WASHINGTON Nov 14 The U.S. Congress should
consider tougher screening laws for investments made by China's
huge state-owned enterprises (SOEs) because of the threat they
pose to U.S. companies, an advisory committee said in its annual
report on Wednesday.
The U.S.-China Economic and Security Review Commission, which
typically takes a tough view of relations with China, said
Beijing lavishes special favors on its state-owned companies
that could give them an unfair advantage even if they build
facilities in the United States.
"Once invested in the United States, Chinese SOEs may
continue to benefit from Chinese government subsidies that would
allow the Chinese to sell their products at less than the cost
of production. Once their U.S. competitors are driven out of
business, Chinese SOEs might dominate the market and even raise
prices," the panel said in its annual report.
The commission's 32 recommendations also called on Congress
to carry out an in-depth assessment of Chinese cyber-spying and
to weigh tougher penalties on companies found to cash in on
A separate study released last week by the commission
forecast Chinese investment to rise rapidly in coming years.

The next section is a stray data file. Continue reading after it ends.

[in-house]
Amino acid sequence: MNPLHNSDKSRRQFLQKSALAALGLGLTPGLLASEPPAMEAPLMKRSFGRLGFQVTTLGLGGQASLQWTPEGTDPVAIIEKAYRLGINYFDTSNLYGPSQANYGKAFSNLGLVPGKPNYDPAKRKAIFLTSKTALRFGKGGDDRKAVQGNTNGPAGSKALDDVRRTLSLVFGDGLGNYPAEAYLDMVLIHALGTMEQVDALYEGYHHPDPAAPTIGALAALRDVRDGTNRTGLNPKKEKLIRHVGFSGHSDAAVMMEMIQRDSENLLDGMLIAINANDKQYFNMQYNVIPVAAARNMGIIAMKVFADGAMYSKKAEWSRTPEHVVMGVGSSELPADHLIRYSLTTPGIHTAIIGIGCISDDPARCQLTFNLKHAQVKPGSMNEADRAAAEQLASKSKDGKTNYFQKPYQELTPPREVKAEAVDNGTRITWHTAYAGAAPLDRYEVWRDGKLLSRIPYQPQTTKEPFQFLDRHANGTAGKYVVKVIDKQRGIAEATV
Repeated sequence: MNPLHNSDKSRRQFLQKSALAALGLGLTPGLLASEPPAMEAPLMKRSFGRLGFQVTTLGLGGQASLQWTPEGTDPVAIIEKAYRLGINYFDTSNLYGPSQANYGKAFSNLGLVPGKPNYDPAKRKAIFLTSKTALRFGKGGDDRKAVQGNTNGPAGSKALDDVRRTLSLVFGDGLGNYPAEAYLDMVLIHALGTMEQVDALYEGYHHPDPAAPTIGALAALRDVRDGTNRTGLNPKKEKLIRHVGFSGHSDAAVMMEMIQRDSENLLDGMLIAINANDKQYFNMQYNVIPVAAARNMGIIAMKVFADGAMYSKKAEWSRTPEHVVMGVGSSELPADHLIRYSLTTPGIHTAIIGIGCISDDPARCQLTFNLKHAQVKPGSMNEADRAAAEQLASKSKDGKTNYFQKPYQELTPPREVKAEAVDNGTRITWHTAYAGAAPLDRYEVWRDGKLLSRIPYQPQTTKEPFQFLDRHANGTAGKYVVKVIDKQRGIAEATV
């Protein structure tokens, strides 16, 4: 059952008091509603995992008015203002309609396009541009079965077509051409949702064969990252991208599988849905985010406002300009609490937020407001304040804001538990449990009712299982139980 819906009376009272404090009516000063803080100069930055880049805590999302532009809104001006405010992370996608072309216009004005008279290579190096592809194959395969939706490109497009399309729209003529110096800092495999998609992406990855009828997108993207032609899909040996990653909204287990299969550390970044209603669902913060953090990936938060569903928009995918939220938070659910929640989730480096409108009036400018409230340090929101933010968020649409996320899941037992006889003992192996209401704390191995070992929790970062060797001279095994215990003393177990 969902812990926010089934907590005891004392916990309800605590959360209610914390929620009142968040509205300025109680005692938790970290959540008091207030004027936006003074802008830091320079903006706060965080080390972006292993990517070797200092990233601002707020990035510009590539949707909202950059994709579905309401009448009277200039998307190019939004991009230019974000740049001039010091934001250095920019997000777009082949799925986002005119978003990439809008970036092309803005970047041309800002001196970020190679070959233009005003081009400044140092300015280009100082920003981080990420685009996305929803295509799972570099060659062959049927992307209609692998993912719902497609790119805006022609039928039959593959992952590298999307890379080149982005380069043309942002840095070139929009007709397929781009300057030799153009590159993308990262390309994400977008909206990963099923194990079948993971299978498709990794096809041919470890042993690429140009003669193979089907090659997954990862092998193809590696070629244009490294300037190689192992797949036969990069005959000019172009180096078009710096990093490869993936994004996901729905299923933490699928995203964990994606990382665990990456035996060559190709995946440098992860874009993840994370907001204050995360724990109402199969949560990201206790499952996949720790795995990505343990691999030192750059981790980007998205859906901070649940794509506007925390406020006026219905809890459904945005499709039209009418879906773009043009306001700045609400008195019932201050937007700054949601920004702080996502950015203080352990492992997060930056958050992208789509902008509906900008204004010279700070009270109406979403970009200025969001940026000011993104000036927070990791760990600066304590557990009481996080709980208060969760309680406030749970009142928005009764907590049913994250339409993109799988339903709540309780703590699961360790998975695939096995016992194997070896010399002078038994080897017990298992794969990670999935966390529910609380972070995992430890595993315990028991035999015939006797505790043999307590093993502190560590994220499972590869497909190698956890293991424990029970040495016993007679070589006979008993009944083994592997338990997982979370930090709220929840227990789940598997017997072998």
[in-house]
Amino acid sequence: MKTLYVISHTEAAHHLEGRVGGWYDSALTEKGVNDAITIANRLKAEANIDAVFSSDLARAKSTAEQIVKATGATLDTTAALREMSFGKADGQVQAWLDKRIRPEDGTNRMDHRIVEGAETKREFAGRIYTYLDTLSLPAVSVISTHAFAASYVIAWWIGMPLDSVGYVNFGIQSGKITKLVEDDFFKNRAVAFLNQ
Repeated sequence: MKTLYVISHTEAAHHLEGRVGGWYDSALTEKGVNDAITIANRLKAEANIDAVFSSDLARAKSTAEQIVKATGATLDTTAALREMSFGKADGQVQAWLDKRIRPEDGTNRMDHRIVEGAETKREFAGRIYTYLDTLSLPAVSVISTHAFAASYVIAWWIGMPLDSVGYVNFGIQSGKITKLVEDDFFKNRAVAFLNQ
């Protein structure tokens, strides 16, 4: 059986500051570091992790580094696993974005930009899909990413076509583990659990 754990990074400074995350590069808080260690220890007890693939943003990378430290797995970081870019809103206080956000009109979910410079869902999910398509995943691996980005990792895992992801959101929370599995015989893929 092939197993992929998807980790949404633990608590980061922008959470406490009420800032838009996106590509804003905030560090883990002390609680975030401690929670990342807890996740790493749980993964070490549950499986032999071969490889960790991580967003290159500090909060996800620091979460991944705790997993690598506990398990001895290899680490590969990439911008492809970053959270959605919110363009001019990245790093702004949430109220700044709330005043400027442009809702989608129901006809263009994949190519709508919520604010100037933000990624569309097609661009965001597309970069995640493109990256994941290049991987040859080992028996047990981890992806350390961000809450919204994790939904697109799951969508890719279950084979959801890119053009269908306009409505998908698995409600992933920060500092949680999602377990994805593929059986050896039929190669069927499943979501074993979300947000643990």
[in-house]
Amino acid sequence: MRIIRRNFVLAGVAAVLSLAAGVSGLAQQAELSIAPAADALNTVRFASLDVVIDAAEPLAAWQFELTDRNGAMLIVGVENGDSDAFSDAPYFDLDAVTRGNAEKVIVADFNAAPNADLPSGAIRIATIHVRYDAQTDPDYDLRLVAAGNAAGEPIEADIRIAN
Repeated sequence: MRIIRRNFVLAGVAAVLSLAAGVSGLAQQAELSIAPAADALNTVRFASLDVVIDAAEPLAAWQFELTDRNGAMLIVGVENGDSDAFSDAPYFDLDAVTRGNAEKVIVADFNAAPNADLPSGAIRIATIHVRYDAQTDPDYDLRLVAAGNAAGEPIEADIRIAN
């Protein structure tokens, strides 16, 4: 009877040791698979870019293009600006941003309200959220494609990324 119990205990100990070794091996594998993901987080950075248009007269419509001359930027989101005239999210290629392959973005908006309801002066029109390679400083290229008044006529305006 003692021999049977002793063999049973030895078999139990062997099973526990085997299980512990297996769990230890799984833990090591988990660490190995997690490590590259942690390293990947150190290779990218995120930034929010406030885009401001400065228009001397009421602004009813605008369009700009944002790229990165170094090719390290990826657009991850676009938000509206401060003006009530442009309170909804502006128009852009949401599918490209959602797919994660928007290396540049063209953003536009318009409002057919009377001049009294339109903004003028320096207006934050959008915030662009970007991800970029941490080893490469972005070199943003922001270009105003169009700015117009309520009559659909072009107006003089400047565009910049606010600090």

The study noted private economists put Chinese direct
investment in the United States at $30 billion through the end
of 2011, compared to official government estimates of just $5.8
billion through 2010.
In its report on Wednesday, the U.S.-China commission urged
Congress to require mandatory screenings of all investments by
Chinese state-owned or state-controlled companies where they
would gain an controlling interest in a U.S. operation.
The Committee on Foreign Investment in the United States,
made up of executive branch agencies, should also be required to
consider the net economic impact of a foreign investment on the
United States in addition to its current focus on any potential
threat to national security, the commission said.
The U.S.-China panel also recommended the U.S. Securities
and Exchange Commission be directed to look more closely at
state-owned and -affiliated companies seeking to be listed on
U.S. stock exchanges "to assure U.S. investors have sufficient
information to make investment decisions."
The report follows Fortune magazine's latest list of the
world's 500 biggest companies, which showed the United States
still in the lead with 132, down one from 2011.
China passed Japan to move into second place on Fortune's
list. It now has 73 of the world's biggest firms, up from 61 in
2011 and just 16 in 2005.
Many of the big Chinese firms are owned or controlled by the
state, the U.S.-China commission said.
They generally receive more favorable treatment in China
than foreign firms, and because of those favors and subsidies
have become formidable competitors in both the United States and
other markets around the world, the panel said.
Congress should require the U.S. Commerce Department to
annually track Chinese investment in the United States, with a
particular focus on state-owned enterprises, the panel said.